PT/OT Getting Better Seat Positioning for the Child with Cerebral Palsy August 22, 2017 by Lori Potts, PT
Cerebral Palsy is a result of early damage to the parts of the brain that control muscle movements. Coordination and posture will be affected to varying degrees and symptoms can range from mild to severe physical disability (1). Some children with cerebral palsy can have mental retardation, seizures, or speech/hearing deficits as well. Although it is not progressive, cerebral palsy is a permanent condition...
Evidence Based Practice Evidence Update: Dynamic Seating for Children with Autism May 30, 2017 by Elena Noble, MPT
Teachers and therapists working in inclusive classrooms continue to work to improve academic outcomes for students with autism spectrum disorder (ASD).  One fascinating area of inquiry is seating modification to improve in-seat performance, as students may need to sit for five hours during a normal school day. In one recent article on the topic, researchers examined how dynamic seating options...
Evidence Based Practice Evidence Update: The Relationship of Trunk Support to Head Stability May 09, 2017 by Lori Potts, PT
Trunk and head control is a challenge for many children with cerebral palsy (CP). This fascinating recent study examines how providing varying levels of biomechanical trunk support affects neural control of head stability, specifically for children with CP in Gross Motor Function Classification System (GMFCS) Levels IV or V. By definition, GMFCS Level IV indicates children whose walking ability is severely...
PT/OT Tilt and Recline in Pediatric Mobility March 06, 2017 by Elena Noble, MPT
We know that there are over fifteen body functions and body structures affected by the orientation of an adaptive seating system. So needless to say, when setting up such a seating system for a child with disabilities, it’s important to get it right. That task falls on the child’s therapist or ATP. Successful positioning and functional results depends on thoroughly understanding the...
Stories An Unlikely Hero January 02, 2017 by Susanna Mommsen, Marketing Associate
At Rifton we talk a lot about heroes. They are the people we meet at schools and hospitals who care for people with multiple – and sometimes overwhelming – disabilities. People like Alicia in the photo at right, a physical therapist at Elizabeth Seton Pediatric Center in Yonkers, who is helping Derrick learn to walk. But take another look. Something has caught Derrick’s eye. Notice the...
PT/OT Survey Results: Building a Case for Dynamic Seating July 26, 2016 by Lori Potts, PT
Occupational therapist Michelle Lange recently conducted a survey on dynamic seating. Her questions focused on wheelchairs that have dynamic components integrated into or added to the design. Over 100 clinicians and suppliers responded and it’s clear that we’re seeing an increased appreciation for dynamic adaptive equipment for children and clients with unique positioning needs. Michelle...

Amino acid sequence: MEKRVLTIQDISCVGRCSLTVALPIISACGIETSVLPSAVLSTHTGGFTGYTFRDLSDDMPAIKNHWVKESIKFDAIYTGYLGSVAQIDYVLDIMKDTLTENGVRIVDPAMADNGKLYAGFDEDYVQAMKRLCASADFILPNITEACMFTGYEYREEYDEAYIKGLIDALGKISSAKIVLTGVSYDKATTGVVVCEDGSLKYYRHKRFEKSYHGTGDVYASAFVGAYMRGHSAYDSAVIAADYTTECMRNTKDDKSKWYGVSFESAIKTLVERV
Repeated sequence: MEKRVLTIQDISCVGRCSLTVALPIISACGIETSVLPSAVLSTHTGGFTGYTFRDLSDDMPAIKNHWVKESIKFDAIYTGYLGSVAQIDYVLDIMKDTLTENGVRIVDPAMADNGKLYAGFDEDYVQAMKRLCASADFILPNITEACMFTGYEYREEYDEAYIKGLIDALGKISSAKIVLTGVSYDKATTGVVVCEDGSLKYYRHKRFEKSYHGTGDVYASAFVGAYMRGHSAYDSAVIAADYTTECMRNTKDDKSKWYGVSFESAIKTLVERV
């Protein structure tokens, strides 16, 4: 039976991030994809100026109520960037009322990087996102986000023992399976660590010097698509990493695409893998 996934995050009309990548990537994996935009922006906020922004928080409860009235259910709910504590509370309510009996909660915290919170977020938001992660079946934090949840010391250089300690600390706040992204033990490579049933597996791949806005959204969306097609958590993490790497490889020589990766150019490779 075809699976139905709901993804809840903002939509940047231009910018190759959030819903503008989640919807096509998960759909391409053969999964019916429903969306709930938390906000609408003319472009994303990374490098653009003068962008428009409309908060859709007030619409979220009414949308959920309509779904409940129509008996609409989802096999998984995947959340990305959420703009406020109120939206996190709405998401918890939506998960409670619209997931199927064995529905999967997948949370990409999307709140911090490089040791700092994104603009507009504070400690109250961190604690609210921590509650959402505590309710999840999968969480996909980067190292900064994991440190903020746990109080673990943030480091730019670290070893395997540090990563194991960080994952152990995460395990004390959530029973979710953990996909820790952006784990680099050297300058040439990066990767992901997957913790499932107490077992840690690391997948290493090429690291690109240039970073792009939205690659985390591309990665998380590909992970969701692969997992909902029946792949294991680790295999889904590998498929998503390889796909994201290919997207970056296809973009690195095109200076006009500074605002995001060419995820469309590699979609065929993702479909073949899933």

PT/OT Positioning Checklist for the Rifton Activity Chair May 31, 2016 by Lori Potts, PT
By popular request we now have created a positioning checklist for the Rifton Activity chair. Therapists know how tough it can be to remember each client’s specific support prompts and settings, especially with an adaptive chair that is used between multiple clients. This handy checklist will help. Feel free to share it with your colleagues. And, as always, give us your feedback. Download the Rifton...
Tips & Advice Ingenious Solutions from the Field: Adding a Communication Tray to the Activity Chair May 02, 2016 by Elena Noble, MPT
For those who would like to use a communication device while in the Rifton Activity Chair, here is a creative solution from a school-based therapist. 1. Replace an armrest on the Activity Chair with the metal forearm prompt base (without the arm prompts attached). 2. Attach the clamp that comes with the Dynamic Pacer communication tray to the forearm prompt base. 3. Insert the communication tray post into...
News Activity-Based Curriculum in Action April 18, 2016 by Elena Noble, MPT
Students at Woodland Developmental Center are on the move all day. The hallways are busy, the classrooms noisy and full of activity as the children practice important life skills that have been incorporated into their curriculum. And that’s what’s different about Woodland. Where students with disabilities in other schools may be seen two or three times a week in the therapy department, Woodland...
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